On Monday, June 17, I accompanied my husband Uri and some friends out to the Manila dunes. As an avid beachcomber and photographer, I've been asked to document the progress of the dune rebuilding experiment ("Rogue Dune Experiment," June 20). This simple and unobtrusive procedure is successfully being used on the East Coast, which is still reeling from the effects of Superstorm Sandy. On Sunday, June 23, we hiked out to the test site and were shocked to find that someone had pulled up the wooden slats that had been positioned in the dunes to catch blowing sand. Really? Is this experiment so threatening that someone has to vandalize it?
After seeing the effects of the beach grass pulling, and the moving dunes swallowing up dune forests and wetlands, I applaud the bold and simple effort being made to regain the dunes that protect our coastline and the infrastructure behind it. Beach grass stabilizes the dunes, helping them grow higher and protect the homes, schools, roads, water and power lines just inland from the shore. It has also created wetlands and forests behind those dunes, a unique environment I enjoy walking in.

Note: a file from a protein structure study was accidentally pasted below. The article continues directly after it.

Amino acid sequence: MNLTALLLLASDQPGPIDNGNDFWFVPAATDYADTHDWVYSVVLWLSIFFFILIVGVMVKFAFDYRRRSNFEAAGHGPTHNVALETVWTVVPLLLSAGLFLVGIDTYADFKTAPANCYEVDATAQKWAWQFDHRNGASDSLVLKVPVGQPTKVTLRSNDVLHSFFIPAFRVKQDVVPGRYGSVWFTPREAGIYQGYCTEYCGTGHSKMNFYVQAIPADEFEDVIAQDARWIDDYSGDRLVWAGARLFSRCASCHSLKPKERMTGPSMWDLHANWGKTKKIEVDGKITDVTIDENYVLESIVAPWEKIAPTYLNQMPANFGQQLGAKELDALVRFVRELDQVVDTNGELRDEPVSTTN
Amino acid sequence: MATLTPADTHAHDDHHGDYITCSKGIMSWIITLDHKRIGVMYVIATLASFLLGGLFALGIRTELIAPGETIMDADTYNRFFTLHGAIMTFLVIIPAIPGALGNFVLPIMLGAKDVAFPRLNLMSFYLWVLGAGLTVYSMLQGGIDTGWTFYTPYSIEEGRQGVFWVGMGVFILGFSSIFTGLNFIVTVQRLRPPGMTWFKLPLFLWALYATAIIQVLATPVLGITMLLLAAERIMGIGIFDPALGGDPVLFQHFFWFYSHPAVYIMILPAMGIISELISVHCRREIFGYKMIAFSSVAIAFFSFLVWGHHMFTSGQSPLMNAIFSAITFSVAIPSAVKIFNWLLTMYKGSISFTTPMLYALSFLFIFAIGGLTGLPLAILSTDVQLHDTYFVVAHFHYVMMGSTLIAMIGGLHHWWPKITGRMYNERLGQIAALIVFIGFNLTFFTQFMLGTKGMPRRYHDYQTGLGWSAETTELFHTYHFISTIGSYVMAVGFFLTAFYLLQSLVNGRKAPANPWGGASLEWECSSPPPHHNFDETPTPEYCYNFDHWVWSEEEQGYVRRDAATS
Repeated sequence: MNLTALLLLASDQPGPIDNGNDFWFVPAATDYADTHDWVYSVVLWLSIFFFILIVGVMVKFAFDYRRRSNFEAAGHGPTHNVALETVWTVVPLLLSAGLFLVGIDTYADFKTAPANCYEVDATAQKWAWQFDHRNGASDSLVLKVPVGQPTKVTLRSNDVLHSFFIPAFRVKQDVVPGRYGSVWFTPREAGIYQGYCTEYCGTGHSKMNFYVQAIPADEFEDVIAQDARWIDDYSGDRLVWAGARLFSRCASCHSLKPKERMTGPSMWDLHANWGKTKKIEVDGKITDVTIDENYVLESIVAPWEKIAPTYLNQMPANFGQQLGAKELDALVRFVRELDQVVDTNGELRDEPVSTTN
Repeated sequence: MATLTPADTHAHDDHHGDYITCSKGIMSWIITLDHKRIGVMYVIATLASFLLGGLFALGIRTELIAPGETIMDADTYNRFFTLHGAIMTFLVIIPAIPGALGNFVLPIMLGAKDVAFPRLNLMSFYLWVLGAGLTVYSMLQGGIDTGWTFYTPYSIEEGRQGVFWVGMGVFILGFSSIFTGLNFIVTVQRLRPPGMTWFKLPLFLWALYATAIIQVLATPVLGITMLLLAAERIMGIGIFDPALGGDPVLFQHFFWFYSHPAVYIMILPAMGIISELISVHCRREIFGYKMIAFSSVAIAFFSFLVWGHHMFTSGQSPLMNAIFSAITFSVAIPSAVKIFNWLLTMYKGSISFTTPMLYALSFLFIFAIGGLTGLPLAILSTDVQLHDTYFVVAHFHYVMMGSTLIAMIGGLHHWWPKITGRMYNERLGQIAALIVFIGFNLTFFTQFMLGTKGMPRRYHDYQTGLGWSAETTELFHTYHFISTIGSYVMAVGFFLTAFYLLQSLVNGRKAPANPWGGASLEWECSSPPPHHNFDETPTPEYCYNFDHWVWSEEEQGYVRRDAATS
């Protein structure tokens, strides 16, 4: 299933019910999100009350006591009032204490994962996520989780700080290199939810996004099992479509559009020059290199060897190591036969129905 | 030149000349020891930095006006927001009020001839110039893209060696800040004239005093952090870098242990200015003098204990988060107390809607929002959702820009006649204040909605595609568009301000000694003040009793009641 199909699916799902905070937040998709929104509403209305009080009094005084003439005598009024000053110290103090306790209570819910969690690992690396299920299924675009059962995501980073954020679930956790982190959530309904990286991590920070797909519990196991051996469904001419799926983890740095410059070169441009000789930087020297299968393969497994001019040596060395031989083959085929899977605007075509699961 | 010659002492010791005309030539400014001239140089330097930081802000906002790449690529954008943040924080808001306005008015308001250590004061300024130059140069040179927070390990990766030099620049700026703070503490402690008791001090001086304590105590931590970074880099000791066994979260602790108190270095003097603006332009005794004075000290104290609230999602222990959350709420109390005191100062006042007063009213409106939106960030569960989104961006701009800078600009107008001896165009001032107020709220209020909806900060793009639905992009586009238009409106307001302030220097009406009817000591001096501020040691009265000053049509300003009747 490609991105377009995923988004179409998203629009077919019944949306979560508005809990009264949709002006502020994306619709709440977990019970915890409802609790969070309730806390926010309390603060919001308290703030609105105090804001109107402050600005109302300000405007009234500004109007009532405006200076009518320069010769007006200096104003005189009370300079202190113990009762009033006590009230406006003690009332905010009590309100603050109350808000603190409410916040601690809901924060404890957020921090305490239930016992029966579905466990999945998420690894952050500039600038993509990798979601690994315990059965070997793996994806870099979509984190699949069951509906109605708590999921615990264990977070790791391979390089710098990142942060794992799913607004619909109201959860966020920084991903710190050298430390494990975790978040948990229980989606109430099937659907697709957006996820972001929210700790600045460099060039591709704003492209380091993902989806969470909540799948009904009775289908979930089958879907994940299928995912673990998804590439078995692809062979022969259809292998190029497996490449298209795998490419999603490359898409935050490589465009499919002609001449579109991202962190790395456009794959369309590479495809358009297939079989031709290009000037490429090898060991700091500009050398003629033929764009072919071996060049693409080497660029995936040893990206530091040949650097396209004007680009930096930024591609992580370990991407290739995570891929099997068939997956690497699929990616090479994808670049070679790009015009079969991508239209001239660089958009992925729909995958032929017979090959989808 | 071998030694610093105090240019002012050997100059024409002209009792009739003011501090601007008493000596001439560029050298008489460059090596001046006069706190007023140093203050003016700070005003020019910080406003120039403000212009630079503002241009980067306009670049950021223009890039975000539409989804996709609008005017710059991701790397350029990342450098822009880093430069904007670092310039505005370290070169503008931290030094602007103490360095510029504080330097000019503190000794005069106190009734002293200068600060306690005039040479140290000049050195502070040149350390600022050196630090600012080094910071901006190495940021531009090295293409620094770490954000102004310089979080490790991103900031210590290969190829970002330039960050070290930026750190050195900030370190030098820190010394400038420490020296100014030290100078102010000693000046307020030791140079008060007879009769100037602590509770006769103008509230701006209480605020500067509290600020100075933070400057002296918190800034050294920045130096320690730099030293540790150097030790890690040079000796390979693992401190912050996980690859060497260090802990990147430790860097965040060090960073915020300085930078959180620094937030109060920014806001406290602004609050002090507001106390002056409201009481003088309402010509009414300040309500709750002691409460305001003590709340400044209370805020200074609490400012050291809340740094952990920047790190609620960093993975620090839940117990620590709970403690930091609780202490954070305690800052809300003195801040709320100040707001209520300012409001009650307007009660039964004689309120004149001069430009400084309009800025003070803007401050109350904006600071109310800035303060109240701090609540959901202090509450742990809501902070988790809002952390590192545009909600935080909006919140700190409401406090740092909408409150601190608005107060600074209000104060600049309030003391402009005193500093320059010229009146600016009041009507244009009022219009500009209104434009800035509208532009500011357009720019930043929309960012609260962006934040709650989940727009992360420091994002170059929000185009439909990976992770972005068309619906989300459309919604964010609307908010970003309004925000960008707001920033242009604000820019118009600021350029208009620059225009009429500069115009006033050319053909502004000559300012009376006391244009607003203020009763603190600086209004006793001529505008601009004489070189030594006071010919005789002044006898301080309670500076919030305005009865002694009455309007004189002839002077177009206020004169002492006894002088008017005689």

The beach grass pullers want to see the dunes change shape and migrate inland, hoping to increase habitat for threatened bird and plant species. But who is monitoring the dune wetlands and forests, and the species living there now threatened by moving sand?
I hope these two differing viewpoints can reach an agreement beneficial to both the people and the wildlife living behind the dunes. In the meantime, let's please leave the wooden slats in place, and watch and learn something in the process.
Chris Pratt, Arcata